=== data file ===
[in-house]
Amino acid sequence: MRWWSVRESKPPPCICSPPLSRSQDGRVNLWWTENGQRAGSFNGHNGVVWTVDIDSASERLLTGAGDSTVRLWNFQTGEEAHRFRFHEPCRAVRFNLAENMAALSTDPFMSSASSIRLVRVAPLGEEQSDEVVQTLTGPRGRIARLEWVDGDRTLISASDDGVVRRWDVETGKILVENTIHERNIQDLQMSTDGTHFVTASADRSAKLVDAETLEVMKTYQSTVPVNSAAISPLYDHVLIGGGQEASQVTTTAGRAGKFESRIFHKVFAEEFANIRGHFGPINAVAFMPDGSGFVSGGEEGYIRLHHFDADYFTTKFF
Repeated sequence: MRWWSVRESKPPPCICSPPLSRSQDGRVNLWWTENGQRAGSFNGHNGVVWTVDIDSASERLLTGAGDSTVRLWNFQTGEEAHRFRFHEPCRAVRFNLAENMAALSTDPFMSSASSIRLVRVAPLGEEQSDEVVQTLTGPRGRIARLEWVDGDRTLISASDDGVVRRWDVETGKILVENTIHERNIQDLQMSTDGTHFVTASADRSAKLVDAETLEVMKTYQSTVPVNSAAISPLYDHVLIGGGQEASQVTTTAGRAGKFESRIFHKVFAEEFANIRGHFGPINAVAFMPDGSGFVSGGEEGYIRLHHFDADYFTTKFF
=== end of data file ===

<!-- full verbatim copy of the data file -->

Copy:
[in-house]
Amino acid sequence: MRWWSVRESKPPPCICSPPLSRSQDGRVNLWWTENGQRAGSFNGHNGVVWTVDIDSASERLLTGAGDSTVRLWNFQTGEEAHRFRFHEPCRAVRFNLAENMAALSTDPFMSSASSIRLVRVAPLGEEQSDEVVQTLTGPRGRIARLEWVDGDRTLISASDDGVVRRWDVETGKILVENTIHERNIQDLQMSTDGTHFVTASADRSAKLVDAETLEVMKTYQSTVPVNSAAISPLYDHVLIGGGQEASQVTTTAGRAGKFESRIFHKVFAEEFANIRGHFGPINAVAFMPDGSGFVSGGEEGYIRLHHFDADYFTTKFF
Repeated sequence: MRWWSVRESKPPPCICSPPLSRSQDGRVNLWWTENGQRAGSFNGHNGVVWTVDIDSASERLLTGAGDSTVRLWNFQTGEEAHRFRFHEPCRAVRFNLAENMAALSTDPFMSSASSIRLVRVAPLGEEQSDEVVQTLTGPRGRIARLEWVDGDRTLISASDDGVVRRWDVETGKILVENTIHERNIQDLQMSTDGTHFVTASADRSAKLVDAETLEVMKTYQSTVPVNSAAISPLYDHVLIGGGQEASQVTTTAGRAGKFESRIFHKVFAEEFANIRGHFGPINAVAFMPDGSGFVSGGEEGYIRLHHFDADYFTTKFF